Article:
The Royal mounds (Kungshögarna) is the name for the three large barrows which are located in Gamla (Old) Uppsala. According to ancient mythology and folklore, it would be the three gods Thor, Odin and Freyr lying in Kungshögarna. In the 19th and 20th centuries, they were speculated to hold the remains of three kings of the legendary House of Ynglings and where thus known by the names Aun's Mound, Adil's Mound and Egil's Mound. Today their geographical locations are instead used and they are called the Eastern mound, Middle Mound and Western Mound.

Mounds are dated to the 5th and 6th centuries. As Sweden's oldest national symbols they are even depicted on the covers of books about the Swedish national identity. In the 6th century, Gamla Uppsala was the location of royal burials. The location was chosen carefully and in order to make them majestic. The tumuli were constructed on top of the ridge.

By burning the dead king and his armour, he was moved to Valhalla by the consuming force of the fire. The fire could reach temperatures of 1500 °C. The remains were covered with cobblestones and then a layer of gravel and sand and finally a thin layer of turf.

Archaeologists have excavated lot of significant remains from mounds. There have been many fragments of decorated bronze panels with a dancing warrior carrying a spear In the eastern mound. These panels have probably adorned a helmet of the Vendel Age type, common in Uppland. There were also finds of gold which probably had adorned a scramasax, but according to another interpretation, they were part of a belt. The dead was also given several glass beakers, a tafl game, a comb and a hone.

In the western mound were found the remains of a man and animals, probably for food during the journey. The remains of a warrior equipment were found. Luxurious weapons and other objects, both domestic and imported, show that the buried man was very powerful. These remains include a Frankish sword adorned with gold and garnets and a board game with Roman pawns of ivory. He was dressed in a costly suit made of Frankish cloth with golden threads, and he wore a belt with a sumptuous buckle. There were four cameos from the Middle East which were probably part of a casket. The finds show the distant contacts of the people of Uppland in the 6th century.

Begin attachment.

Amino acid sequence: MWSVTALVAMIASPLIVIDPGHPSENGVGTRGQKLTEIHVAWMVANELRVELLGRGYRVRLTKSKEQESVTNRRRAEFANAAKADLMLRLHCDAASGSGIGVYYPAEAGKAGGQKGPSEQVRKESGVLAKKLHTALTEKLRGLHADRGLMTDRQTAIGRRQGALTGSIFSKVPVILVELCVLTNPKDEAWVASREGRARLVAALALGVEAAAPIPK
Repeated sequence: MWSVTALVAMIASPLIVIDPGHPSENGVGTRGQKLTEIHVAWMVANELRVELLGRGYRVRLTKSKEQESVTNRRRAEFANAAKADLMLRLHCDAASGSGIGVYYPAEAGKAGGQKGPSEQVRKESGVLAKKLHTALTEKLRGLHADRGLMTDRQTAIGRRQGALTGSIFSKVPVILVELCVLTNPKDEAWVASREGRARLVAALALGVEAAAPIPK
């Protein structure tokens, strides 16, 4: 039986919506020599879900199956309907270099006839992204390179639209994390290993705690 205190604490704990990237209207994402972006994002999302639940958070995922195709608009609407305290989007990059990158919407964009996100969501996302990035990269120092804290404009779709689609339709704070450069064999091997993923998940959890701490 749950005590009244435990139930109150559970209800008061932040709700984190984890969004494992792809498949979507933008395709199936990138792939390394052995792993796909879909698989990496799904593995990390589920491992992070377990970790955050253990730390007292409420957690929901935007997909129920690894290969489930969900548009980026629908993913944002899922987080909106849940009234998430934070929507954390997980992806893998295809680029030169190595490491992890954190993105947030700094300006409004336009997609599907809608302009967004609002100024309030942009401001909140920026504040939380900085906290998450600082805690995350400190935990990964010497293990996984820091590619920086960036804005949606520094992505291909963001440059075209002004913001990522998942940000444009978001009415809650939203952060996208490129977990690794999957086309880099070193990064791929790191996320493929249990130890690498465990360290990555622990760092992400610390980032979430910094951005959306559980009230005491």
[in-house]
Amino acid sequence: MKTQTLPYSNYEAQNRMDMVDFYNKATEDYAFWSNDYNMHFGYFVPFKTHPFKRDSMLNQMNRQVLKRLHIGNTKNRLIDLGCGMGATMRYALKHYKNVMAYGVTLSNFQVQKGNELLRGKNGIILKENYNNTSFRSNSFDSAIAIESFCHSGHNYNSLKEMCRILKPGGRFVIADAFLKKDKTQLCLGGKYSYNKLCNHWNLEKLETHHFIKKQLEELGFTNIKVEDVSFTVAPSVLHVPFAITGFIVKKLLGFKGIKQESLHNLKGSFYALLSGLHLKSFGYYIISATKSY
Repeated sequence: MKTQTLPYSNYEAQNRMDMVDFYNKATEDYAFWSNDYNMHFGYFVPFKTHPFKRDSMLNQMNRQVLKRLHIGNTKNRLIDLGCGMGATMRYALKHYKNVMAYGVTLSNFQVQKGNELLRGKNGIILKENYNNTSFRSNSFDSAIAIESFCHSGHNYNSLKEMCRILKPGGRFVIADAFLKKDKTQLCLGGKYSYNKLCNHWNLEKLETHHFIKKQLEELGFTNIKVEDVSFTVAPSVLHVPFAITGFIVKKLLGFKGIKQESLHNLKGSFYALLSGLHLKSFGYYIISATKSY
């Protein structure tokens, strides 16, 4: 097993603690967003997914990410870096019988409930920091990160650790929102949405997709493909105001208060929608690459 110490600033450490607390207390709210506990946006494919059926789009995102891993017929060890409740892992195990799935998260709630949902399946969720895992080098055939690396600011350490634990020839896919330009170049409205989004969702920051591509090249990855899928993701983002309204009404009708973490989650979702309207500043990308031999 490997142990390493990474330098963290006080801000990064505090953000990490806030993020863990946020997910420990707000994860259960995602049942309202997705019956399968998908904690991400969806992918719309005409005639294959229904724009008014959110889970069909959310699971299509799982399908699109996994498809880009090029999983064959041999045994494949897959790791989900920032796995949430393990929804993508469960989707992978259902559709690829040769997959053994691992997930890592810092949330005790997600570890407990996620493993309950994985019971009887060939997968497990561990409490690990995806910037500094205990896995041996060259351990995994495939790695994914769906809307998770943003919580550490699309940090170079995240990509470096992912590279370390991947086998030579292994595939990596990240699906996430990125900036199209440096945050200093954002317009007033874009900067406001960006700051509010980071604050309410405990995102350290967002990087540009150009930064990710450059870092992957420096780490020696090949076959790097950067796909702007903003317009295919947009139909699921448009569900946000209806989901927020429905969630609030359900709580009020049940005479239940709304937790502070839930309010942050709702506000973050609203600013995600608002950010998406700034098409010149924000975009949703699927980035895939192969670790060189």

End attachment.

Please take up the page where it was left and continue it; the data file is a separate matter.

Gamla Uppsala Museum, and its exhibition hall adjacent to the Kings' Mounds, was inaugurated in the summer of 2000. On display are finds from the royal mounds, tales of the ancient dynasties and pagan gods, and models of the landscape as it looked through history. There are also models, slideshows, audio recordings, and children's corner.



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Founded: 400-500 AD
Category: Cemeteries, mausoleums and burial places in Sweden
Historical period: Migration Period (Sweden)


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User Reviews

Mislav Petrusic (16 months ago)
The best way to sum up this visit was to say that it was under our expectations. To be clear I am not a history buff nor have ant special interest that drew me to go here. So for me, this site was much less than it seemed to be hyped up as online. The mounds are really cool, but really just that. There is information about how they were made, and there are the archeological findings exhibited in the museum. There findings and diagrams are well exhibited but still nothing I would really say stands out from other museums that ive been to. I reccomend visiting the museum store and then going for a walk around the mounds (the surrounding nature is beautiful) and if you have some extra time to go up a nearby hill to a lookout point with beautiful views.
Dirk (16 months ago)
A modest museum with a beautiful overview on how people (vikings?) used to live in this area. The impressive grave hills are an excellent scenery if you go out for a walk here, pick some berries on the side and marvel on the landscape. A beautiful and peacefull place for dreaming away to ancient times
Magnus Lundberg (17 months ago)
Small but informative museum. Signs in English and Swedish. Guided tour for the royal mounds is included in the ticket price.
Anna Capria (21 months ago)
Interesting place full of history about Sweden, the nordics and Uppsala specific. Can learn a lot here. Fun gift shop too.
mi me (23 months ago)
Exquisite place! You have a chance to learn a part of important Swedish history and some funny, crazy facts about the surrounding area. But that's just the beginning because the outdoors are just as amazing. You can take a stroll around Kungshögarna and to nearby picnic place at Tunås. This "hilly" patch of land is also amazing considering the flatness of the rest of the region so it gives you an opportunity to rest your eyes from the infinite horizons.
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